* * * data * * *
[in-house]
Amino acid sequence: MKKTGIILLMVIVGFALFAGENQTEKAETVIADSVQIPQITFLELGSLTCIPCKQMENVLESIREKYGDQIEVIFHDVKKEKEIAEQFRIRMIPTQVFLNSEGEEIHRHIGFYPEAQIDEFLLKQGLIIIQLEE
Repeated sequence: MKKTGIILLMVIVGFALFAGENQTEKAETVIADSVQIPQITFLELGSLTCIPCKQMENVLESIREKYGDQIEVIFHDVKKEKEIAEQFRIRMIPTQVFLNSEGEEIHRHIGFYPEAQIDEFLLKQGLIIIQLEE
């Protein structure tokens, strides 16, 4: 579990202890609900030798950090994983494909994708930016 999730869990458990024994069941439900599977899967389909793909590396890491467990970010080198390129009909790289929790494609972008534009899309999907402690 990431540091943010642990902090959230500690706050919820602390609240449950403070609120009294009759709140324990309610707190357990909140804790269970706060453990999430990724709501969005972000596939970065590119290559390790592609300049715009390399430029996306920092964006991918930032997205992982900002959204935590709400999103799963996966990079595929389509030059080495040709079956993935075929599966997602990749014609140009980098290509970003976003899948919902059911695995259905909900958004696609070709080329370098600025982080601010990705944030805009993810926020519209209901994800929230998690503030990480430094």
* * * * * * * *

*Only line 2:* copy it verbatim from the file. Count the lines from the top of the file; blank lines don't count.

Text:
Amino acid sequence: MKKTGIILLMVIVGFALFAGENQTEKAETVIADSVQIPQITFLELGSLTCIPCKQMENVLESIREKYGDQIEVIFHDVKKEKEIAEQFRIRMIPTQVFLNSEGEEIHRHIGFYPEAQIDEFLLKQGLIIIQLEE